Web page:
|Transplanted from England to the not-so-mean streets of Chicago, the screen adaptation of Nick Hornby's cult-classic novel High Fidelity emerges unscathed from its Americanization, idiosyncrasies intact, thanks to John Cusack's inimitable charm and a nimble, nifty screenplay (cowritten by Cusack). Early-thirtysomething Rob Gordon (Cusack) is a slacker who owns a vintage record shop, a massive collection of LPs, and innumerable top-five lists in his head. At the opening of the film, Rob recounts directly to the audience his all-time top-five breakups--which doesn't include his recent falling out with his girlfriend Laura (Iben Hjejle), who has just moved out of their apartment. Thunderstruck and obsessed with Laura's desertion (but loath to admit it), Rob begins a quest to confront the women who instigated the aforementioned top-five breakups to find out just what he did wrong.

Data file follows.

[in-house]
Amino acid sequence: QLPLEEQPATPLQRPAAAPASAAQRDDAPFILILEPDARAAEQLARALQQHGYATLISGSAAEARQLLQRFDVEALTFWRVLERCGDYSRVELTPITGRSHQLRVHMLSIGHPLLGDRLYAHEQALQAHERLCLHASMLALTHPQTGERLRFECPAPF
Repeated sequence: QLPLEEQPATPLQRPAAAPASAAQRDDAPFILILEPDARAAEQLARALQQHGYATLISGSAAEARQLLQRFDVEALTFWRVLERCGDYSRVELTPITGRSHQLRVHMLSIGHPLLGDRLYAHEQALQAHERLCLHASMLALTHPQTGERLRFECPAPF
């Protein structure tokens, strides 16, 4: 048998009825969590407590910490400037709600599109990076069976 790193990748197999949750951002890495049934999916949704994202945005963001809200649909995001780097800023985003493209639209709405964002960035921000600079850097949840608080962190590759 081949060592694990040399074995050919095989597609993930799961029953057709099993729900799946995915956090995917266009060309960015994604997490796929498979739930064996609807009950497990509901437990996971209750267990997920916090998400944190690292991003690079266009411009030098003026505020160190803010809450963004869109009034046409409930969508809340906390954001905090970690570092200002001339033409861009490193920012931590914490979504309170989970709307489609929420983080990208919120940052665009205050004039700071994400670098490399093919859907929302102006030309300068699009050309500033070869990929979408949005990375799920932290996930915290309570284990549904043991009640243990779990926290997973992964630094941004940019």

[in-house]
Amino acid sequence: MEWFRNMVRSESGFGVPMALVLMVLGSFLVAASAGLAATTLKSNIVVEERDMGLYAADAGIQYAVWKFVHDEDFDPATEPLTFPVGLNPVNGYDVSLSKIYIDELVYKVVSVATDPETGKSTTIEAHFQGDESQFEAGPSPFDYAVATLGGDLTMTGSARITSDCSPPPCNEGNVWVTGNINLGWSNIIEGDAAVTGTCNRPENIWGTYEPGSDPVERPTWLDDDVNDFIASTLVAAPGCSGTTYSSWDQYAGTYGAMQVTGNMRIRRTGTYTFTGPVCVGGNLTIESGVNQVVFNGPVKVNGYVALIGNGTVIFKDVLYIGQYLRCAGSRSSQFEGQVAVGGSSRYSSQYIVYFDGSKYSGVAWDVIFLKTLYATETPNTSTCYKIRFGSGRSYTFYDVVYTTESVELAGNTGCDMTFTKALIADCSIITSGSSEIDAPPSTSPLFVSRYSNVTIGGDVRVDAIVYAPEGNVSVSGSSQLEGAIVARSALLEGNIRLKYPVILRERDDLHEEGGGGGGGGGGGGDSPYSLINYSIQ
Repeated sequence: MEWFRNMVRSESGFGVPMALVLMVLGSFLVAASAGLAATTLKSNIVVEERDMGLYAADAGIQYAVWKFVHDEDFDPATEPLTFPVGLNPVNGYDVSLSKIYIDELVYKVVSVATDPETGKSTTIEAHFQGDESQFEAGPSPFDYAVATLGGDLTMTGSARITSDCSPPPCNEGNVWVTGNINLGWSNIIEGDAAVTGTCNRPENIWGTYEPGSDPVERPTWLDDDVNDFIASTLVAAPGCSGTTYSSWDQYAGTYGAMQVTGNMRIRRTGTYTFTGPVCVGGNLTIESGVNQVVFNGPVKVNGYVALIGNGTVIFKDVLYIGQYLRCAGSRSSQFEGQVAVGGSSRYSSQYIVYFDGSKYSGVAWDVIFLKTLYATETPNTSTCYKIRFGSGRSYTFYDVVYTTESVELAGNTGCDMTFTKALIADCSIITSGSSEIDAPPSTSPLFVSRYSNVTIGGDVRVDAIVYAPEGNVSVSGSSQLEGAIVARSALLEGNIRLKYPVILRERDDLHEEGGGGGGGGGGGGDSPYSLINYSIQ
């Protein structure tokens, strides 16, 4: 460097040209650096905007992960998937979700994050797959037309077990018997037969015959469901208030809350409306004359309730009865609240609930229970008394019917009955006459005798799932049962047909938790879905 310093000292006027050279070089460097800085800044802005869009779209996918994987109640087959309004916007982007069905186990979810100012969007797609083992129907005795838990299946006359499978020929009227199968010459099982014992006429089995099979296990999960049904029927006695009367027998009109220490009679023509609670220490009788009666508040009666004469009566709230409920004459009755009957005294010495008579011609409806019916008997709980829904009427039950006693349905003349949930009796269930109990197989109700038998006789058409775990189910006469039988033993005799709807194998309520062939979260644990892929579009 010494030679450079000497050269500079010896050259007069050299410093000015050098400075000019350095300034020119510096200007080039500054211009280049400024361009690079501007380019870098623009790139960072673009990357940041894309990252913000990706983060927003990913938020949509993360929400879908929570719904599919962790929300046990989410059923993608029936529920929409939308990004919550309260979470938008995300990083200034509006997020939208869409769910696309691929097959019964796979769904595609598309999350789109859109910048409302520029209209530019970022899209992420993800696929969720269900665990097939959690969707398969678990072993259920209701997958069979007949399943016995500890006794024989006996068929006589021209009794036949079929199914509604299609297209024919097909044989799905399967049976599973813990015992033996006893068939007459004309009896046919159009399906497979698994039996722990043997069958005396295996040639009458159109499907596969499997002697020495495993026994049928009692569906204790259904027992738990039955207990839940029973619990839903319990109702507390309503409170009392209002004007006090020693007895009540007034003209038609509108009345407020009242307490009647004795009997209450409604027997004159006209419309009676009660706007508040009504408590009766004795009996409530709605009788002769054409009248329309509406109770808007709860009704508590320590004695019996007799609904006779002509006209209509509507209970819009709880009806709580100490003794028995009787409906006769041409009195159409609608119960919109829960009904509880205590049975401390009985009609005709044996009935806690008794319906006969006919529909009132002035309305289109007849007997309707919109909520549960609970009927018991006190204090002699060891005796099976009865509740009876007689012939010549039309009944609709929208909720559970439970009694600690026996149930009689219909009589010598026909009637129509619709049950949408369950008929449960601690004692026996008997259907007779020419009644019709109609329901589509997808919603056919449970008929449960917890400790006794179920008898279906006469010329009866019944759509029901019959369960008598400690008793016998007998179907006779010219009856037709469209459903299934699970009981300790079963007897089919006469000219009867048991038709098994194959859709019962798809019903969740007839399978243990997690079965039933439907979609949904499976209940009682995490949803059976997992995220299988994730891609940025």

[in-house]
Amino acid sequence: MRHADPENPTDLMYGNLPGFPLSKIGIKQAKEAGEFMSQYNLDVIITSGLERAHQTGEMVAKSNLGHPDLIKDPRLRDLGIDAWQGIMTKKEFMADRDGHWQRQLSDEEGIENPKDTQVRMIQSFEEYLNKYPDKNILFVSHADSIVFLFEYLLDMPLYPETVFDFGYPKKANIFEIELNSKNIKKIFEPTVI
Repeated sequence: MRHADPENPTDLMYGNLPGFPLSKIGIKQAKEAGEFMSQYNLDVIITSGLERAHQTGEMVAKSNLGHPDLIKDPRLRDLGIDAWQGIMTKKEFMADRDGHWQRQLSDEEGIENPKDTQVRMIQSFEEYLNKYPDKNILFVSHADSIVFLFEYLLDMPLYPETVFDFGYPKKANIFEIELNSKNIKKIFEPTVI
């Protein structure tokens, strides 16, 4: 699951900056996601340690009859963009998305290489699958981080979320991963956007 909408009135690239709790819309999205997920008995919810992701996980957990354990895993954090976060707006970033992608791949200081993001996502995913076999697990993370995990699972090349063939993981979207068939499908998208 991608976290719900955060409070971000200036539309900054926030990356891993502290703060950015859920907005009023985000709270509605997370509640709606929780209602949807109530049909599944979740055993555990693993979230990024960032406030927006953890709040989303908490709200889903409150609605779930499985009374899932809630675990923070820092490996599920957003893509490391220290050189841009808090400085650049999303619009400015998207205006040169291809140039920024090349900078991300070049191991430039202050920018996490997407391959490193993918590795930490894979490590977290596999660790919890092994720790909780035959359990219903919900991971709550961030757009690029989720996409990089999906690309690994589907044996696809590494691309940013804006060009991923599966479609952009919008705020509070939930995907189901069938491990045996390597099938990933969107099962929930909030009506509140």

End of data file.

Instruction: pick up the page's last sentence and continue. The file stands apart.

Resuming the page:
Low on plot and high on self-discovery, High Fidelity takes a good 30 minutes or so to find its groove (not unlike Cusack's Grosse Pointe Blank), but once it does, it settles into it comfortably and builds a surprisingly touching momentum. Rob is basically a grown-up version of Cusack's character in Say Anything (who was told "Don't be a guy--be a man!"), and if you like Cusack's brand of smart-alecky romanticism, you'll automatically be won over (if you can handle Cusack's almost-nonstop talking to the camera). Still, it's hard not to be moved by Rob's plight. At the beginning of the film he and his coworkers at the record store (played hilariously by Jack Black and Todd Louiso) seem like overgrown boys in their secret clubhouse; by the end, they've grown up considerably, with a clear-eyed view of life. Ably directed by Stephen Frears (Dangerous Liaisons), High Fidelity features a notable supporting cast of the women in Rob's life, including the striking, Danish-born Hjejle, Lisa Bonet as a sultry singer-songwriter, and the triumphant triumvirate of Lili Taylor, Joelle Carter, and Catherine Zeta-Jones as Rob's ex-girlfriends. With brief cameos by Tim Robbins as Laura's new, New Age boyfriend and Bruce Springsteen as himself. --Mark Englehart